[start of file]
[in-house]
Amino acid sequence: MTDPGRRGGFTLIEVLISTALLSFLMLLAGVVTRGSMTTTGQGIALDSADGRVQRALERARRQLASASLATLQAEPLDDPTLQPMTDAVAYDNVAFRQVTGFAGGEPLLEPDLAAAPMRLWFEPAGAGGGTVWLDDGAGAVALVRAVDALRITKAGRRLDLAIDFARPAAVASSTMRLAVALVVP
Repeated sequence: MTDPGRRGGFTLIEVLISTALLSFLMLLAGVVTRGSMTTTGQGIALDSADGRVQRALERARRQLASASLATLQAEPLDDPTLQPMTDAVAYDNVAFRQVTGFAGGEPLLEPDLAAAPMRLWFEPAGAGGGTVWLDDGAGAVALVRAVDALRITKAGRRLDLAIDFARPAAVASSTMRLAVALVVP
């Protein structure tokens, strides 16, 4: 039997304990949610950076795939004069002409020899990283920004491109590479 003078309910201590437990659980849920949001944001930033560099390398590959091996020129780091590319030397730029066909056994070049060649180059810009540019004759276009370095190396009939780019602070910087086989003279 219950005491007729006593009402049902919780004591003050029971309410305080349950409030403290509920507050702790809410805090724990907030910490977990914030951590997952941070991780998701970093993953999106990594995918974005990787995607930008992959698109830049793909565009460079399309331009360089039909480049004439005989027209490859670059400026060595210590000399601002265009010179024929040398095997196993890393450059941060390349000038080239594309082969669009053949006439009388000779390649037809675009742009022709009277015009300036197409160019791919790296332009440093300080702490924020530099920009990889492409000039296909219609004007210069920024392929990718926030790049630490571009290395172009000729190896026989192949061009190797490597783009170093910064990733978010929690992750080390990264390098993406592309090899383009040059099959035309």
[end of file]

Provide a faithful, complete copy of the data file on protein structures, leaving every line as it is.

[in-house]
Amino acid sequence: MTDPGRRGGFTLIEVLISTALLSFLMLLAGVVTRGSMTTTGQGIALDSADGRVQRALERARRQLASASLATLQAEPLDDPTLQPMTDAVAYDNVAFRQVTGFAGGEPLLEPDLAAAPMRLWFEPAGAGGGTVWLDDGAGAVALVRAVDALRITKAGRRLDLAIDFARPAAVASSTMRLAVALVVP
Repeated sequence: MTDPGRRGGFTLIEVLISTALLSFLMLLAGVVTRGSMTTTGQGIALDSADGRVQRALERARRQLASASLATLQAEPLDDPTLQPMTDAVAYDNVAFRQVTGFAGGEPLLEPDLAAAPMRLWFEPAGAGGGTVWLDDGAGAVALVRAVDALRITKAGRRLDLAIDFARPAAVASSTMRLAVALVVP
């Protein structure tokens, strides 16, 4: 039997304990949610950076795939004069002409020899990283920004491109590479 003078309910201590437990659980849920949001944001930033560099390398590959091996020129780091590319030397730029066909056994070049060649180059810009540019004759276009370095190396009939780019602070910087086989003279 219950005491007729006593009402049902919780004591003050029971309410305080349950409030403290509920507050702790809410805090724990907030910490977990914030951590997952941070991780998701970093993953999106990594995918974005990787995607930008992959698109830049793909565009460079399309331009360089039909480049004439005989027209490859670059400026060595210590000399601002265009010179024929040398095997196993890393450059941060390349000038080239594309082969669009053949006439009388000779390649037809675009742009022709009277015009300036197409160019791919790296332009440093300080702490924020530099920009990889492409000039296909219609004007210069920024392929990718926030790049630490571009290395172009000729190896026989192949061009190797490597783009170093910064990733978010929690992750080390990264390098993406592309090899383009040059099959035309």